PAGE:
THX 1138 grew out of a film school project of George Lucas. It present a completely dehumaniased future in which humans are numbers and emotional relations between humans (especially involving sex) were banned. Emotions are controlled with drugs and spiritual guidance is provided by video screens of Jezus speaking soothing texts. THX 1138 is the code of the protagonist who by accident or intent stops taking drugs and falls in love with a woman LUH (don't remember the number), which lands both of them in jail where LUH is destroyed (because pregnant). THX 1138 then stages an escape attempt with a few other prisoners. The film though technically imperfect had some original sides to it. In my opinion it beats Star Wars as a story, but of course it does not have the popular appeal.

Grand Duke wrote:
Does the use of fictional science define a Science Fiction film? Or some other criteria?


The definition I was taught way back in high school is that science fiction is fiction in which science makes or has made the (yet) impossible possible and the story is based on that motive. Fantasy was not defined as a genre at the time Confused
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Lightwizard
 
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Reply Sat 28 Aug, 2004 09:11 am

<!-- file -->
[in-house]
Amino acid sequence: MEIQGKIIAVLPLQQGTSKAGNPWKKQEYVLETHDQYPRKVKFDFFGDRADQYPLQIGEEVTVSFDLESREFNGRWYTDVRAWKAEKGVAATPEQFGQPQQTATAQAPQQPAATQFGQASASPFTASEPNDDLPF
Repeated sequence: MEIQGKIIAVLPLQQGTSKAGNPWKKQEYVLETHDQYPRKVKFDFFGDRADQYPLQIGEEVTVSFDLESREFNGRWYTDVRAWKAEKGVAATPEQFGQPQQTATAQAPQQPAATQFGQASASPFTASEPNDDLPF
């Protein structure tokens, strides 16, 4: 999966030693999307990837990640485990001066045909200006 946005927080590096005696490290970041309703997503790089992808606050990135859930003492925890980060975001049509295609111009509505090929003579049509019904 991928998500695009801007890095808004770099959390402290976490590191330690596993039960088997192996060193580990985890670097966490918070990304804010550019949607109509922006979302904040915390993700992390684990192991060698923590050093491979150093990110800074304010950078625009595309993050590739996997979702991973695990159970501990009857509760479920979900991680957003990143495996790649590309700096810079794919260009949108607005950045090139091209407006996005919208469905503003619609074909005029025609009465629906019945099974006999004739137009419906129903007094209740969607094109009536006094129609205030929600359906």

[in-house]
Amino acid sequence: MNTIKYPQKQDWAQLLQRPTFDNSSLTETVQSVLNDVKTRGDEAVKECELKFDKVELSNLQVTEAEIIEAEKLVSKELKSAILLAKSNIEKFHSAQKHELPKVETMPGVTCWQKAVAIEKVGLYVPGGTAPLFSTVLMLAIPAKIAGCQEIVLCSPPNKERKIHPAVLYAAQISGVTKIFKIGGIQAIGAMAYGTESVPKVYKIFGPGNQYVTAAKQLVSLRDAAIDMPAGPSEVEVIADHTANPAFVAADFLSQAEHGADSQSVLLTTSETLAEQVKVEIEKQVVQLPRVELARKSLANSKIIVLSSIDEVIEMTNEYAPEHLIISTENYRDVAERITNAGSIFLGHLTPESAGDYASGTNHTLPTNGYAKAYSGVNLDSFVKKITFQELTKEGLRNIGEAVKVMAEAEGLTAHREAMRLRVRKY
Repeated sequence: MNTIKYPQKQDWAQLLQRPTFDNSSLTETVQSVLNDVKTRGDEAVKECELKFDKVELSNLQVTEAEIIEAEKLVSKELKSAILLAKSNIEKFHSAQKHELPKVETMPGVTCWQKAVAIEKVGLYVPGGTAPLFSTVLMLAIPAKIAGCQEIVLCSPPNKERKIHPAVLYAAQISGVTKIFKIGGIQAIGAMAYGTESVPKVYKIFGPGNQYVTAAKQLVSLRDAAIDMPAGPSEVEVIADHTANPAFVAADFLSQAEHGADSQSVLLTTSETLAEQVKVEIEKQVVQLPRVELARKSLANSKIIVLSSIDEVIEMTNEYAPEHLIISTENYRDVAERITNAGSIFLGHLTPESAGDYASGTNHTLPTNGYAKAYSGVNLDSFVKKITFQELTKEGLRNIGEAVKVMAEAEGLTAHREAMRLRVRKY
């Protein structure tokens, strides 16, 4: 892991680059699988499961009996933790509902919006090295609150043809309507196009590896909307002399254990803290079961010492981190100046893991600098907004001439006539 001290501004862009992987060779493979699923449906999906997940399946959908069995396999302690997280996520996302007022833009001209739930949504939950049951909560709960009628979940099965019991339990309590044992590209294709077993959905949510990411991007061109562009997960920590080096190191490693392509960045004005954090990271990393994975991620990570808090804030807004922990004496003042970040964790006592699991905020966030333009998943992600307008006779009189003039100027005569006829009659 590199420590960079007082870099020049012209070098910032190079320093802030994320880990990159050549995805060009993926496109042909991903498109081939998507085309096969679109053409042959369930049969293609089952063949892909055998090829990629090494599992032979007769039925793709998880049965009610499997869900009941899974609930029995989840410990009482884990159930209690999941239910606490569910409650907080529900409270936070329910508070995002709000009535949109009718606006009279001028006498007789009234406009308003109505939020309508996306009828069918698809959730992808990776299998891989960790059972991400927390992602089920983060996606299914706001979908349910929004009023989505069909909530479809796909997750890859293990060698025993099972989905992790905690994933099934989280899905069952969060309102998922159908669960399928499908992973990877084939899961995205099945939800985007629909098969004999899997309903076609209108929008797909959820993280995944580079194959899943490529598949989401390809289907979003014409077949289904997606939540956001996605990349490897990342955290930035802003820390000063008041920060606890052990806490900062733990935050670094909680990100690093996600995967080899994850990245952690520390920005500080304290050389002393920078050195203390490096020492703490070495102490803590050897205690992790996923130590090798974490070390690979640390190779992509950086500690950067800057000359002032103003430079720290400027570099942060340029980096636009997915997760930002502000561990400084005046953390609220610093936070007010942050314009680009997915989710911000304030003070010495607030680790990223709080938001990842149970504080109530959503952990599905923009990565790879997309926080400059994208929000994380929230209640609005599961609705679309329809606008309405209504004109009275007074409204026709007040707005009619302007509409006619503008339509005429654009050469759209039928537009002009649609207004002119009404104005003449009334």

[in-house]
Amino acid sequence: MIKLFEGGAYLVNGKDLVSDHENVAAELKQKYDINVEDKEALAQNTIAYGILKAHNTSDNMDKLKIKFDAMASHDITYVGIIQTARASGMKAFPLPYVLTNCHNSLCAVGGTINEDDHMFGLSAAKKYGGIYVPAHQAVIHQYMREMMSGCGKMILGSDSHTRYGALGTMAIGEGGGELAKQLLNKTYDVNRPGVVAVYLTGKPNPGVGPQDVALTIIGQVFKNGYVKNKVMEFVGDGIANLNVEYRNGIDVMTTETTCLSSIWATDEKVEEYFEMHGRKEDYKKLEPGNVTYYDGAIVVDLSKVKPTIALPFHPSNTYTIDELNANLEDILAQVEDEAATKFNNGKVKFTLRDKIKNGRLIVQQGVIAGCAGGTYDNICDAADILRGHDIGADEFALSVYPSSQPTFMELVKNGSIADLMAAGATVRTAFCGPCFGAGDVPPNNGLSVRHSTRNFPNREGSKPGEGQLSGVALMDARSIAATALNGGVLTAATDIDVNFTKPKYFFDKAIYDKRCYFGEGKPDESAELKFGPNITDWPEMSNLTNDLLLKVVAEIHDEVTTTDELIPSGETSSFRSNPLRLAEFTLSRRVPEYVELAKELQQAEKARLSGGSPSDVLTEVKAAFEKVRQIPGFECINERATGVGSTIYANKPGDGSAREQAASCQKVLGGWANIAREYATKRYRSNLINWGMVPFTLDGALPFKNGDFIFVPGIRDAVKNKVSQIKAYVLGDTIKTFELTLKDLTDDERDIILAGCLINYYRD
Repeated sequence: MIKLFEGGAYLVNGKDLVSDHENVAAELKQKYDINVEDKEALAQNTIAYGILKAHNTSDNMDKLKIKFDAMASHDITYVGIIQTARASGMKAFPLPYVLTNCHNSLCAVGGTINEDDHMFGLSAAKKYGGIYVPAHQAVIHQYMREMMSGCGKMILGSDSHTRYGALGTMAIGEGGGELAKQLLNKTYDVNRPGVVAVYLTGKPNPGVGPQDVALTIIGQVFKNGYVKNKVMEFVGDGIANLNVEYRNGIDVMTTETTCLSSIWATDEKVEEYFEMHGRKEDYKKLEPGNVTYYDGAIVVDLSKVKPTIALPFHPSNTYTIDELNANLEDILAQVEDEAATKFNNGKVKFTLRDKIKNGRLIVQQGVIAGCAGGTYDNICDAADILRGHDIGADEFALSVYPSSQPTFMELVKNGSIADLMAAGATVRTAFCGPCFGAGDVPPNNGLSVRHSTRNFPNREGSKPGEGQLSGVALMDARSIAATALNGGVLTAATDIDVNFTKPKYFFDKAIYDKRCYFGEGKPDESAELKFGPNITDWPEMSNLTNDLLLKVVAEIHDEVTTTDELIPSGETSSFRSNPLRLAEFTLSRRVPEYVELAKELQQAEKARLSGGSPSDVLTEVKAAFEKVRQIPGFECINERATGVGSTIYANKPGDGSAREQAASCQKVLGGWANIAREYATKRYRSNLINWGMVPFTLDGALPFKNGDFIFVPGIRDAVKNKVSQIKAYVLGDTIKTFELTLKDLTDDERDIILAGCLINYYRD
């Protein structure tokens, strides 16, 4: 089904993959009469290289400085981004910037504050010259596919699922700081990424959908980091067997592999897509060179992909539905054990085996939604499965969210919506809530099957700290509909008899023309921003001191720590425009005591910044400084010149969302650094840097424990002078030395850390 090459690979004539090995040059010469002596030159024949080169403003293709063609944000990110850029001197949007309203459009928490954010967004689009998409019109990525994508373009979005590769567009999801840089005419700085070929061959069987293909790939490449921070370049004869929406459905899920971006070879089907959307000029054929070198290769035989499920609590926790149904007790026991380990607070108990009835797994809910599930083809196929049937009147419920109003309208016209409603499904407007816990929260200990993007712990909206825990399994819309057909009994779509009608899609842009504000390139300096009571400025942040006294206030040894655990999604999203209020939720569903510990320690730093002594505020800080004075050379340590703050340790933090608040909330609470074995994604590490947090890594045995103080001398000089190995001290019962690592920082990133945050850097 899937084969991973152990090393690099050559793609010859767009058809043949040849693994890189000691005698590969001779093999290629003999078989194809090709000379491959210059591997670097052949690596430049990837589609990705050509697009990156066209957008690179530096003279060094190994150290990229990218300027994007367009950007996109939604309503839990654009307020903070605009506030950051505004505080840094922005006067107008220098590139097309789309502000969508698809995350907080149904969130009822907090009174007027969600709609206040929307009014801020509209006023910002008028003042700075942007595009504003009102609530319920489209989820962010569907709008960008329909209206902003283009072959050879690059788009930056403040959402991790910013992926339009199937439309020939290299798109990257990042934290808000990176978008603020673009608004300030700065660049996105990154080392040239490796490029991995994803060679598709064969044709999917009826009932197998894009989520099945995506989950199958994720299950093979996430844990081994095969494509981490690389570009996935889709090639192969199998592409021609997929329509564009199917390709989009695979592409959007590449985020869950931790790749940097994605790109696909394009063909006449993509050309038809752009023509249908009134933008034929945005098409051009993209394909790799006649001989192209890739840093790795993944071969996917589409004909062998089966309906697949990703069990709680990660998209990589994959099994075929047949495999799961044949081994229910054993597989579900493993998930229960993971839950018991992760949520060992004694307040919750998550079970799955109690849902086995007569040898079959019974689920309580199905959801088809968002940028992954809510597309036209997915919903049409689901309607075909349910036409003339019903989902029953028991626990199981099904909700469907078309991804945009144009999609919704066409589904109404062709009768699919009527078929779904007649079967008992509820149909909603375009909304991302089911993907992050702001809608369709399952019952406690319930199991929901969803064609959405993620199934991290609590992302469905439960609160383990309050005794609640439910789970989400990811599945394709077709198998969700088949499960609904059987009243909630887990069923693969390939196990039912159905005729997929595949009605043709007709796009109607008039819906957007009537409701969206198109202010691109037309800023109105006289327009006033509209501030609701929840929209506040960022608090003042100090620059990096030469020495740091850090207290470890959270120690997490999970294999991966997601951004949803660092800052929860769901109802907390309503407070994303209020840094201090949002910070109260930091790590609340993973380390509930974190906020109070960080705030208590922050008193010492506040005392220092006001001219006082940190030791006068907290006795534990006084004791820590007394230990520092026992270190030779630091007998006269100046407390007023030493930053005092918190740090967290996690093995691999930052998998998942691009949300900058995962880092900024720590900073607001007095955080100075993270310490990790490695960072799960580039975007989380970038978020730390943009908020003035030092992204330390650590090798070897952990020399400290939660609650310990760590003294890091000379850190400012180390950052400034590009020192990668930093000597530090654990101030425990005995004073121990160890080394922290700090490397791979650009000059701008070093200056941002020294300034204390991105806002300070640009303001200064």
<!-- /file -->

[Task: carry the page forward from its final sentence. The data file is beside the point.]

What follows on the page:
The distinction of science fiction, science fantasy and fantasy was something discussed in length at meetings in the 50's at the Los Angeles Science Fantasy Society (I don't believe they ever changed their name, either). Ray Bradbury often showed up at those meetings as well as Richard Matheson. I would say both write more science fantasy -- Bradbury's "The Martian Chronicles" has the air breathable on Mars! Still a great book.
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Lightwizard
 
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Reply Sat 28 Aug, 2004 09:20 am
BTW, Merriam-Webster does have a defintion for science fiction:

Fiction dealing principally with the impact of actual or imagined science on society or individuals or having a scientific factor as an essential orienting component.

Of course, it's hard to pin down to details. Some of future history fiction does not dwell on the science but on the society and the place of the individual in that society. Their primary purpose is extrapolation on the human condition in the future rather than the technology. "1984" and "Brave New World" are good examples. Alfred Bester's "The Demolished Man" is primarilly a murder mystery where the detectives just happened to be able to read minds on different levels of success.
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Paaskynen
 
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Reply Sun 19 Sep, 2004 09:00 am
Hi LW,

Of course Fantasy existed long before I went to school, but when I said that Fantasy was not recognised as a genre at the time, I meant that it hadn't made it into our schoolbooks yet. (We used to have those old fashioned lit classes in which anything after the year 1900 was suspect and after 1945 simply wasn't in the book). So there was lots of Kalevala (actually a great source of inspiration for Fantasy novels), Shakespeare, Strindberg and Kivi and none of the more "popular" stuff.

When will anyone start filming the novels of James H. Schmitz? I particularly liked The Demon Breed (a.k.a. the Tuvela).

Rgrds, P.